This spring the Old Gold Mine Hermitage, near rural Republic, Washington, was the site of what for the locals must have seemed an unlikely work party.
For five days Buddhist monks and nuns joined lay practitioners to help restore a part of the hermitage forest that was lost to fire in 2010. The monks were there for the full five days, and the nuns arrived for the last day only.
The monks came from the Abhayagiri Monastery in Redwood Valley, California, and also from the Pacific Hermitage along the Washington-Oregon border near Portland. The nuns arrived from Sravasti Abbey in Eastern Washington north of Spokane.
The Old Gold Mine Hermitage is a beautiful property in the spectacular hills near Sherman Pass. Owner-manager Roger Fox offers the hermitage for serious meditators —ordained or lay of any tradition—and Abhayagiri monks have accomplished retreat there.
Four years ago the hermitage endured a fire that started from a neighbor’s overturned barbecue. During the fire the hermitage lost much of its forest, although Fox’s home, the hermitage kitchen, service building, and the four meditation huts were spared.
The Abhayagiri monks had come from the Portland area, with a group of trainees called anagarikas and lay supporters, to help re-forest the land.
The decision to help was easy, because Abhayagiri and Sravasti Abbey already practice forest management on their own properties.
“Abhayagiri is a forest monastery,” said Tan Khemako, the monk who organized the exchange, “and the monks there are keenly interested in forestry and land management.”
Sravasti nuns also work in the forest, to minimize fire danger at the abbey’s 240-acre property.
“As the plan to work at the Old Gold Mine Hermitage developed, we invited the nuns from Sravasti Abbey to pitch in and share in the good deeds being done,” Khemako said. “The nuns also live in a forested area and share similar interests.”
Tree planting, however, is not an activity normally associated with monastic life. The Vinaya – the monastic ethical code – prohibits monks or nuns from digging in the dirt. But the Abhayagiri team used an ingenious three-person-team planting method to get the job done, while not violating the Vinaya.
To do this one lay person scarified the soil’s surface, a second lay person dug the hole, and a monastic placed the tiny baby tree, carefully refilling the hole and tamping the dirt all around.
The Abhayagiri team planted nearly a thousand trees during their five-day stay at the hermitage.
We nuns arrived for the last planting day, helping to place 180 trees in about an hour. We also enjoyed a tour, a delicious meal, a beautiful hike, and a rich dharma sharing.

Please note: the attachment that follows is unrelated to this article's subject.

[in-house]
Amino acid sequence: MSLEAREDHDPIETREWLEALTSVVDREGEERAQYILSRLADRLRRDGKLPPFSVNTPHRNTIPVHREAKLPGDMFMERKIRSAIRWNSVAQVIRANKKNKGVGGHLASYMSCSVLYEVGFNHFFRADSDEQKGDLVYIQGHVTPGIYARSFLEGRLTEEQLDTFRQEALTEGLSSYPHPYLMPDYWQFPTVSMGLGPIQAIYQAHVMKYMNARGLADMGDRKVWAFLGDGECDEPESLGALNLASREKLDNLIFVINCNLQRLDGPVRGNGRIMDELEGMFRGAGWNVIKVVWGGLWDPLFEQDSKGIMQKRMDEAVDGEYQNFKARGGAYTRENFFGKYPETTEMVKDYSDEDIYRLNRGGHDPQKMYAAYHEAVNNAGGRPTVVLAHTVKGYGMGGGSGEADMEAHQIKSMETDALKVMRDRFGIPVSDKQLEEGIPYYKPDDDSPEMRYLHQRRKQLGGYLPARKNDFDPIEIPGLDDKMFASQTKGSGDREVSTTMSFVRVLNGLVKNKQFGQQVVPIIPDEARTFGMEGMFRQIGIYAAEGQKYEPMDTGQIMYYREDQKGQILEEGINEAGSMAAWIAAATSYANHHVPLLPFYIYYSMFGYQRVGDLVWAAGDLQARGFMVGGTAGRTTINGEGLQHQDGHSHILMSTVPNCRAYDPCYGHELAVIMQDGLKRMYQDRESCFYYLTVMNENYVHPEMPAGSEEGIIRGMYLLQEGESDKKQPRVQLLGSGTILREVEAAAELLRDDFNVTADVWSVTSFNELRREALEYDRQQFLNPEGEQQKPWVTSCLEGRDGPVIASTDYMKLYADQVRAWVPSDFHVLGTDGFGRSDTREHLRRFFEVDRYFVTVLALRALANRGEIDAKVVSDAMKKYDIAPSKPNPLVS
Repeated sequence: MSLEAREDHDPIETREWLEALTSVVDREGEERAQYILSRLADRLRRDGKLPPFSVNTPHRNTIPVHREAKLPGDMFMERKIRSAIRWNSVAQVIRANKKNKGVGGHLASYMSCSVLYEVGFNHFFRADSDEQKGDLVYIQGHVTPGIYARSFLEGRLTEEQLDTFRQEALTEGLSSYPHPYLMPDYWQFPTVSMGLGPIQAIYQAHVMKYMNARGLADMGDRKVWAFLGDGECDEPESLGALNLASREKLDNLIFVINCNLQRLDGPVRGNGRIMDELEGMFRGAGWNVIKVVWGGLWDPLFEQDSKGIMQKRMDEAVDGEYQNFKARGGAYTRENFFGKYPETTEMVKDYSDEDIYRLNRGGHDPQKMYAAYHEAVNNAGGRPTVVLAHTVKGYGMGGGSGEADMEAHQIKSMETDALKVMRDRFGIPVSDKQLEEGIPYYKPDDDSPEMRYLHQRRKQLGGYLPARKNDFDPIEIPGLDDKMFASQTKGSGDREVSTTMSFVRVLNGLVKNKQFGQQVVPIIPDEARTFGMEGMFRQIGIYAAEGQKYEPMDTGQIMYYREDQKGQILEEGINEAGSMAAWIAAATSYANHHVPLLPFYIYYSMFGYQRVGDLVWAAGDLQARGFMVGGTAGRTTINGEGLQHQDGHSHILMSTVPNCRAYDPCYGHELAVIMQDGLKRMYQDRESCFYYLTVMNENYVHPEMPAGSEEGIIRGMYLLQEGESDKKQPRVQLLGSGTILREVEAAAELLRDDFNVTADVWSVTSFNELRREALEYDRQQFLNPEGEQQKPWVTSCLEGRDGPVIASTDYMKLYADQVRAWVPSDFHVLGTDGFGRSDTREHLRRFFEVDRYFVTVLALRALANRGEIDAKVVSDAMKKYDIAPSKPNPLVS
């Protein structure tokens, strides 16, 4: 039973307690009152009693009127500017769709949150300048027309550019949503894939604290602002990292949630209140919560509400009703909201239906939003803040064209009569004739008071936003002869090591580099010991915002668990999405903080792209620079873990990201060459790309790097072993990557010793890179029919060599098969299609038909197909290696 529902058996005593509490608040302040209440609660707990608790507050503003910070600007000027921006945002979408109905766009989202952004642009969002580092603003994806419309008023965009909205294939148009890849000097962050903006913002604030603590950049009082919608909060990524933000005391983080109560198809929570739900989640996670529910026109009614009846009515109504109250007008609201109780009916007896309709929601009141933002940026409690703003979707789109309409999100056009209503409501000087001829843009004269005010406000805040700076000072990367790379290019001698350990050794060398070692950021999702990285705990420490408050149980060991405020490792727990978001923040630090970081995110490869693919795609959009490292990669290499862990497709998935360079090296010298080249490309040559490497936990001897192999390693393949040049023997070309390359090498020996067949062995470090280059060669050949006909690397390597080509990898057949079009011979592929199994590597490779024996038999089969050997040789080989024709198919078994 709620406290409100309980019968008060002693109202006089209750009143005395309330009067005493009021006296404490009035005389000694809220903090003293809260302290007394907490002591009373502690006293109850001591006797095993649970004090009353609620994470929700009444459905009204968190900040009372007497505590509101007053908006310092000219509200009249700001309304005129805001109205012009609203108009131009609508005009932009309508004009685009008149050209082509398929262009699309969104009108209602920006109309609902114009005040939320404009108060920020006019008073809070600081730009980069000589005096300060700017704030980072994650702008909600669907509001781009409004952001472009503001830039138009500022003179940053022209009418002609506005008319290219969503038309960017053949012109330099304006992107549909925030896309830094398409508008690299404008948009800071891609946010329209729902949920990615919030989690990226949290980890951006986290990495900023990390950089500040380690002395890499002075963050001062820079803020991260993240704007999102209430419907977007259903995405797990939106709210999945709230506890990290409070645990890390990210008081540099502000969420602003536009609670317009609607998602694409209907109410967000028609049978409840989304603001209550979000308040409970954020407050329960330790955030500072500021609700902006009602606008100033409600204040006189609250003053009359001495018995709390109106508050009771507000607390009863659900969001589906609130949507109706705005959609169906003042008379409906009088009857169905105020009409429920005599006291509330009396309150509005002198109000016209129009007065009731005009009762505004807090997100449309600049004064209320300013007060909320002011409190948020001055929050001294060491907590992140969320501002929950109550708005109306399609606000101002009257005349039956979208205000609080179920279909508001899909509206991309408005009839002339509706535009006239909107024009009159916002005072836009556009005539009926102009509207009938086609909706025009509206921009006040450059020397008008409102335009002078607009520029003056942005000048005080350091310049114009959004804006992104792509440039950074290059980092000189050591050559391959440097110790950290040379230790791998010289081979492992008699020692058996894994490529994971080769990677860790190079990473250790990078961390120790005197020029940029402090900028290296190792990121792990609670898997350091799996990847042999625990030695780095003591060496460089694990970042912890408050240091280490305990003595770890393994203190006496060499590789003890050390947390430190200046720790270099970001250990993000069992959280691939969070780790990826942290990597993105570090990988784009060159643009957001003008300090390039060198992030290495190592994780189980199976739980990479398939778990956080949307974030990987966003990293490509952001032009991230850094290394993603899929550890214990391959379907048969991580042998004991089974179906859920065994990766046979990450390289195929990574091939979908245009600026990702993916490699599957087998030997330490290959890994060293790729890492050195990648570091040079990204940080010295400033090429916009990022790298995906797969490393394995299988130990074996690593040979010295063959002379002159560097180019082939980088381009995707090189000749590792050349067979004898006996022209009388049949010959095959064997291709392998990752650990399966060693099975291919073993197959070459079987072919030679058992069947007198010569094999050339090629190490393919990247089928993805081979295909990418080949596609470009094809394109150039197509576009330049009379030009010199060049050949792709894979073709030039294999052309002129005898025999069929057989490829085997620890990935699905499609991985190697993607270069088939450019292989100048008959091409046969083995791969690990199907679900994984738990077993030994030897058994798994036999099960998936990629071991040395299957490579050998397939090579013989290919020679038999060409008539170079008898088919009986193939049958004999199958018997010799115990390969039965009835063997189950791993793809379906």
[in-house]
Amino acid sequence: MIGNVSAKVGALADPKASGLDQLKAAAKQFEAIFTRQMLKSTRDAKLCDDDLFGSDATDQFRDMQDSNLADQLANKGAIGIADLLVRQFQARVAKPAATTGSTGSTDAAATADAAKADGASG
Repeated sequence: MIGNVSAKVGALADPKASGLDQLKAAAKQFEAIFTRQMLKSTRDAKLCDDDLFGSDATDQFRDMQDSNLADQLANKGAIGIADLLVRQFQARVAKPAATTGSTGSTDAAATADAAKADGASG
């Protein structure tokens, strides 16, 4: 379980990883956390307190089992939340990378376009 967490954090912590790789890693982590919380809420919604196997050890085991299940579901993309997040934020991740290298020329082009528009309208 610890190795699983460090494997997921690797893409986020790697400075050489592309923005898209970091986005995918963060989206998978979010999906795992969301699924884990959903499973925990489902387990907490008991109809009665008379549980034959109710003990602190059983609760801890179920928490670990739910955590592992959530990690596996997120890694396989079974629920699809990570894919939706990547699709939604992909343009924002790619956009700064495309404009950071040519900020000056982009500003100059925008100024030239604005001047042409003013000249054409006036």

The next day, a contingent of Abhayagiri monks and lay friends, including Abbot Ajahn Passano, made the drive east to visit Sravasti Abbey.
After a tour of the abbey garden, buildings, and the new, soon-to-be consecrated Chenrezig Hall, the abbot accepted our invitation to give a short teaching to the assembly.
“It’s really worthy of delight to see the effort and the dedication that’s been put into this place, and recognizing that this is something that will bring blessings for a long time to come,” he told us.
“We’re in the early days of Buddhism in America,” he continued, “and establishing monastic residences and training places is bringing the heart and soul of the Buddha’s awakening into the West.”
“Of course I’m biased,” he added. “I’m a monk. But in establishing a place like Sravasti Abbey—in the same way we’re doing it at Abhayagiri—we’re putting down the roots of dharma and paying attention to what we’re growing here.”
This kind of cross-tradition exchange would have been unimaginable in Buddhism’s past.
In Asia, oceans, mountains, thousands of miles, and diverse languages separated these practice traditions.
In addition, these brown-robed monks from Abhayagiri practice in the Theravada tradition, while the maroon-robed nuns from Sravasti practice in the Mahayana tradition. The philosophical differences between these two principal schools of Buddhism have been the subject of debate for centuries.
One great benefit of the dharma coming to the melting pot of America is the opportunity it affords for different Buddhist traditions to know one another. And, according to Bhikshuni Thubten Tarpa of Sravasti Abbey, these two groups have much in common.
“It was wonderful to have the dharma exchange with people who are similar in lifestyle and values,” she said. “We understand each other quite well.”
In gathering, sharing work and meals, and dharma conversation, we reinforced what we already knew: Buddhist monastics of all traditions share a commitment to live and practice the Buddha’s teachings, in accordance with the Vinaya.
We all take refuge in the three jewels and rely on the Buddha’s four noble truths as our foundation. Western Buddhist monastics are still few in number, and the chance to meet and learn from each other is precious.
We met in the “mahasangha” spirit that is promoted, supported, and exemplified by the Northwest Dharma Association: Through exchanging ideas and dharma friendship across Buddhist traditions, we believe that we enrich and deepen the soil and the roots of dharma in the U.S.